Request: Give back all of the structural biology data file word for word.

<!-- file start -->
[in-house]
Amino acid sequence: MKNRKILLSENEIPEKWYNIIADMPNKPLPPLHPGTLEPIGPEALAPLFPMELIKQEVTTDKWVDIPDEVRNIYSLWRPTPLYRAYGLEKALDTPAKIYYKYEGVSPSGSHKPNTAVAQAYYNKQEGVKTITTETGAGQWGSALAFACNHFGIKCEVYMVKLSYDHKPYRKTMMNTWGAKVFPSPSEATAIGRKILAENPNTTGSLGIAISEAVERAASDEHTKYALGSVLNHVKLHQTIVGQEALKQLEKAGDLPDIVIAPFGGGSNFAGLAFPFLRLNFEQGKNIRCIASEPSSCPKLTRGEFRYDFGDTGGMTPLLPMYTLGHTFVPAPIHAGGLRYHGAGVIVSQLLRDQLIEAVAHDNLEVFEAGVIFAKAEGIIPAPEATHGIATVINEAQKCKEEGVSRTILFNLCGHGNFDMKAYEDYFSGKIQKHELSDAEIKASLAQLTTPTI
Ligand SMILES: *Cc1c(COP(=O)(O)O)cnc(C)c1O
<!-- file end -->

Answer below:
[in-house]
Amino acid sequence: MKNRKILLSENEIPEKWYNIIADMPNKPLPPLHPGTLEPIGPEALAPLFPMELIKQEVTTDKWVDIPDEVRNIYSLWRPTPLYRAYGLEKALDTPAKIYYKYEGVSPSGSHKPNTAVAQAYYNKQEGVKTITTETGAGQWGSALAFACNHFGIKCEVYMVKLSYDHKPYRKTMMNTWGAKVFPSPSEATAIGRKILAENPNTTGSLGIAISEAVERAASDEHTKYALGSVLNHVKLHQTIVGQEALKQLEKAGDLPDIVIAPFGGGSNFAGLAFPFLRLNFEQGKNIRCIASEPSSCPKLTRGEFRYDFGDTGGMTPLLPMYTLGHTFVPAPIHAGGLRYHGAGVIVSQLLRDQLIEAVAHDNLEVFEAGVIFAKAEGIIPAPEATHGIATVINEAQKCKEEGVSRTILFNLCGHGNFDMKAYEDYFSGKIQKHELSDAEIKASLAQLTTPTI
Ligand SMILES: *Cc1c(COP(=O)(O)O)cnc(C)c1O